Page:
Many argue that Bitcoin has been set up in many places to use excess energy, indeed I visited a renewable energy place in Scotland who were considering it as they had to dump vast amounts of renewable produced electricity that couldn’t be used by the grid, they just let it out as heat. It’s a tricky area to estimate, you have to look at what Bitcoin’s current output is, estimate the electricity use of the hardware, work out where it is in the world and calculate the fossil fuel/renewable energy mix in use in that country to estimate the carbon footprint.
A study by a cryptocurrency research group estimated that 73% of the energy used in Bitcoin is carbon neutral, a University of Cambridge study says 39%. More than double the US electricity grid and actually a very good number. The reason being it tends to use renewables is that poor areas like South America and Southern China mine the most and have high hydropower grids where energy is often wasted as it cannot be used. This is further complicated when you consider the poverty in these areas, it’s hard to argue with someone in poverty trying to make things better by mining Bitcoin, particularly in a pandemic.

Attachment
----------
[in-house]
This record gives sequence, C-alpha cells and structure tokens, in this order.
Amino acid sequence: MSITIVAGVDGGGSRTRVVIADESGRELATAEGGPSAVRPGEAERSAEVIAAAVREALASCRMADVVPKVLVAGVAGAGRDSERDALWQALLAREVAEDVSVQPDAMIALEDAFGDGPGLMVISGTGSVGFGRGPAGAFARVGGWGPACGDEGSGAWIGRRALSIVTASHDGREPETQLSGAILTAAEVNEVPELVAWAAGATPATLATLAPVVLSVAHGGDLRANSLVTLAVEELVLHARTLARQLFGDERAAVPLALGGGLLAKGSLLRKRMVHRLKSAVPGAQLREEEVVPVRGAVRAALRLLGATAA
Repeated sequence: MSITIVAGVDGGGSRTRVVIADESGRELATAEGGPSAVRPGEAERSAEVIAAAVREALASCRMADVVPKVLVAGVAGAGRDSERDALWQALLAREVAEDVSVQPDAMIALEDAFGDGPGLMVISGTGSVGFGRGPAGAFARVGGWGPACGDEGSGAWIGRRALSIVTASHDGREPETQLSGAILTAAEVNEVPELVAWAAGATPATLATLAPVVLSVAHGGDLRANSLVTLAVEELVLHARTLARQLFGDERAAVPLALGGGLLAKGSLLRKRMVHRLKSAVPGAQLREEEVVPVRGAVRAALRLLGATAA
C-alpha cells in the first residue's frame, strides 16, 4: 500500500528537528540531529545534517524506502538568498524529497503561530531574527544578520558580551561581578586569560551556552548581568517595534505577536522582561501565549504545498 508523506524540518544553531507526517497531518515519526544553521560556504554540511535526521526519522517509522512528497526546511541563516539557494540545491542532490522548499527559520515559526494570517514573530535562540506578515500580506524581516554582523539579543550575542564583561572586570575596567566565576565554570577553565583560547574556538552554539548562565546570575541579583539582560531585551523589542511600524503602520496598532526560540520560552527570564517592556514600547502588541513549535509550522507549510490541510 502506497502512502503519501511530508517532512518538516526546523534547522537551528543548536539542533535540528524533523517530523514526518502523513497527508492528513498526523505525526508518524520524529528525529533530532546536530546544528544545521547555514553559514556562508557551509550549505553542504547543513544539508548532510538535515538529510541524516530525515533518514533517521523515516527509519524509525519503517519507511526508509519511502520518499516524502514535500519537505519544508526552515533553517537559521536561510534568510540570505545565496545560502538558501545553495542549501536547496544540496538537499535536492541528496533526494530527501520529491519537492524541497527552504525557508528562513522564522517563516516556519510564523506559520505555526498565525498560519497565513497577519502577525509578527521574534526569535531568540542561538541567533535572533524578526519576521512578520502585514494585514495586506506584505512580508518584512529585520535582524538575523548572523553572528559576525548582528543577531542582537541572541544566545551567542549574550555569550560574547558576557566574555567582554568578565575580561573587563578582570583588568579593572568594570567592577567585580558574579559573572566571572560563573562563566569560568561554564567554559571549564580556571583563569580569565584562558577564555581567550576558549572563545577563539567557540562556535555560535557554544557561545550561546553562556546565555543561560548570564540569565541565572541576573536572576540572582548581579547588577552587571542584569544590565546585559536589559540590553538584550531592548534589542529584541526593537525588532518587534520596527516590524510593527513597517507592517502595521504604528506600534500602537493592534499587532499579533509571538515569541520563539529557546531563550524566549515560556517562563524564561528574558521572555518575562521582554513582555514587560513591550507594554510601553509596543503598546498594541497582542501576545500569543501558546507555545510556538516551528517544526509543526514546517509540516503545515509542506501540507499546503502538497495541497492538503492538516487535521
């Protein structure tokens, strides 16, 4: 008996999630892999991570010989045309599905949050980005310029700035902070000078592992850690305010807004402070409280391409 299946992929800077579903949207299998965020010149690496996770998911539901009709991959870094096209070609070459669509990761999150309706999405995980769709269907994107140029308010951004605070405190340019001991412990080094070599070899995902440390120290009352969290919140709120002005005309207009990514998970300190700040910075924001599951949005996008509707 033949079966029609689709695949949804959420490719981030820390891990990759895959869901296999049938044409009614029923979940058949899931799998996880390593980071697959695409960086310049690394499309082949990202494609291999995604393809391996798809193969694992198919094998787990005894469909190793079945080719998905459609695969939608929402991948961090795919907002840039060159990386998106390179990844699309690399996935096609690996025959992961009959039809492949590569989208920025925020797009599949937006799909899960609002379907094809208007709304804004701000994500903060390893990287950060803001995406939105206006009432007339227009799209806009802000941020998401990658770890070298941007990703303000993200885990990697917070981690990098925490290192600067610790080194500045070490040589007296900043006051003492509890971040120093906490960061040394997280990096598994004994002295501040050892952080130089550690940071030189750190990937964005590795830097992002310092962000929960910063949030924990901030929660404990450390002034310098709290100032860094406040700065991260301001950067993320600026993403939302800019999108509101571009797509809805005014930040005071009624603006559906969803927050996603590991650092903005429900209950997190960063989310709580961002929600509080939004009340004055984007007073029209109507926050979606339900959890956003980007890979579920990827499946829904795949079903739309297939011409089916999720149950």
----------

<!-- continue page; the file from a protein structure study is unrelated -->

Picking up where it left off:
Most Bitcoin energy comes from production and not use, so as mining slows down the overall energy drops. This means the rise will not be exponential and should drop off. It’s not a surprise that a new industry uses more energy than the one it replaced. Laptops use more than typewriters, cars more than horses and smartphones more than landlines. It comes down to whether the increase is justified or not.